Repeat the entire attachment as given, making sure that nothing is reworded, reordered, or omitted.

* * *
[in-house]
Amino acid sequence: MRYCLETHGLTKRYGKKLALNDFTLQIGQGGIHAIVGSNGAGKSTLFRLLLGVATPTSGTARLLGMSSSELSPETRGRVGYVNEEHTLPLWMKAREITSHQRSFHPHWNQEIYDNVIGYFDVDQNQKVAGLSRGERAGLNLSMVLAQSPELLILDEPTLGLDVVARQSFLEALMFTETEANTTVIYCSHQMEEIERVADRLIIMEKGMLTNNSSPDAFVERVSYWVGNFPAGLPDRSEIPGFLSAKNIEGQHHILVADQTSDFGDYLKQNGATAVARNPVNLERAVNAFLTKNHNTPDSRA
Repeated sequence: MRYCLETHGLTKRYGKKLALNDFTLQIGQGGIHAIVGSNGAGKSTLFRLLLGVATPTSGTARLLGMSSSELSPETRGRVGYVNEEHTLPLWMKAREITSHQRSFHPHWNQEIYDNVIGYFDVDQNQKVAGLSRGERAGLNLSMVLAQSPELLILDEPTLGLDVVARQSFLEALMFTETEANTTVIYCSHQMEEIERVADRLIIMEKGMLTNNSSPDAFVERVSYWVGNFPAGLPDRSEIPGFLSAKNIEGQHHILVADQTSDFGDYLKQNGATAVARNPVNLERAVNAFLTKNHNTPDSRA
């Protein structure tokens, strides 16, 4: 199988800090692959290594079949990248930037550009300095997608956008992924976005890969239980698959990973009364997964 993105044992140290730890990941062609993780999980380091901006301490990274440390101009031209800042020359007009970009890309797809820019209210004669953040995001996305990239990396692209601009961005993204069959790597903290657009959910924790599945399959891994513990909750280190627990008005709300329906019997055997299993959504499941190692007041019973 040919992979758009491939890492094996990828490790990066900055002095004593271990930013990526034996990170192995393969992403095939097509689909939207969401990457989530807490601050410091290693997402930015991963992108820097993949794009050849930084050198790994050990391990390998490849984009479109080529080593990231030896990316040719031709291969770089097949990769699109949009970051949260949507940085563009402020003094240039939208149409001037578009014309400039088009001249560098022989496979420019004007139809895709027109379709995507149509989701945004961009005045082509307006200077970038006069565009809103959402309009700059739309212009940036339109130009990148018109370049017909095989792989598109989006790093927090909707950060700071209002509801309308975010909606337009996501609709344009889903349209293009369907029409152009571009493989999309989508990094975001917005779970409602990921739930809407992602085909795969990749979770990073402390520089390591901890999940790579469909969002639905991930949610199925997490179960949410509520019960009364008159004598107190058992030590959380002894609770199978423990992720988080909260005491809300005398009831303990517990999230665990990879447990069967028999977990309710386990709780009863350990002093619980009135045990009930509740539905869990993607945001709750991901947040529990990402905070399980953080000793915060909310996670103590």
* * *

[in-house]
Amino acid sequence: MRYCLETHGLTKRYGKKLALNDFTLQIGQGGIHAIVGSNGAGKSTLFRLLLGVATPTSGTARLLGMSSSELSPETRGRVGYVNEEHTLPLWMKAREITSHQRSFHPHWNQEIYDNVIGYFDVDQNQKVAGLSRGERAGLNLSMVLAQSPELLILDEPTLGLDVVARQSFLEALMFTETEANTTVIYCSHQMEEIERVADRLIIMEKGMLTNNSSPDAFVERVSYWVGNFPAGLPDRSEIPGFLSAKNIEGQHHILVADQTSDFGDYLKQNGATAVARNPVNLERAVNAFLTKNHNTPDSRA
Repeated sequence: MRYCLETHGLTKRYGKKLALNDFTLQIGQGGIHAIVGSNGAGKSTLFRLLLGVATPTSGTARLLGMSSSELSPETRGRVGYVNEEHTLPLWMKAREITSHQRSFHPHWNQEIYDNVIGYFDVDQNQKVAGLSRGERAGLNLSMVLAQSPELLILDEPTLGLDVVARQSFLEALMFTETEANTTVIYCSHQMEEIERVADRLIIMEKGMLTNNSSPDAFVERVSYWVGNFPAGLPDRSEIPGFLSAKNIEGQHHILVADQTSDFGDYLKQNGATAVARNPVNLERAVNAFLTKNHNTPDSRA
């Protein structure tokens, strides 16, 4: 199988800090692959290594079949990248930037550009300095997608956008992924976005890969239980698959990973009364997964 993105044992140290730890990941062609993780999980380091901006301490990274440390101009031209800042020359007009970009890309797809820019209210004669953040995001996305990239990396692209601009961005993204069959790597903290657009959910924790599945399959891994513990909750280190627990008005709300329906019997055997299993959504499941190692007041019973 040919992979758009491939890492094996990828490790990066900055002095004593271990930013990526034996990170192995393969992403095939097509689909939207969401990457989530807490601050410091290693997402930015991963992108820097993949794009050849930084050198790994050990391990390998490849984009479109080529080593990231030896990316040719031709291969770089097949990769699109949009970051949260949507940085563009402020003094240039939208149409001037578009014309400039088009001249560098022989496979420019004007139809895709027109379709995507149509989701945004961009005045082509307006200077970038006069565009809103959402309009700059739309212009940036339109130009990148018109370049017909095989792989598109989006790093927090909707950060700071209002509801309308975010909606337009996501609709344009889903349209293009369907029409152009571009493989999309989508990094975001917005779970409602990921739930809407992602085909795969990749979770990073402390520089390591901890999940790579469909969002639905991930949610199925997490179960949410509520019960009364008159004598107190058992030590959380002894609770199978423990992720988080909260005491809300005398009831303990517990999230665990990879447990069967028999977990309710386990709780009863350990002093619980009135045990009930509740539905869990993607945001709750991901947040529990990402905070399980953080000793915060909310996670103590």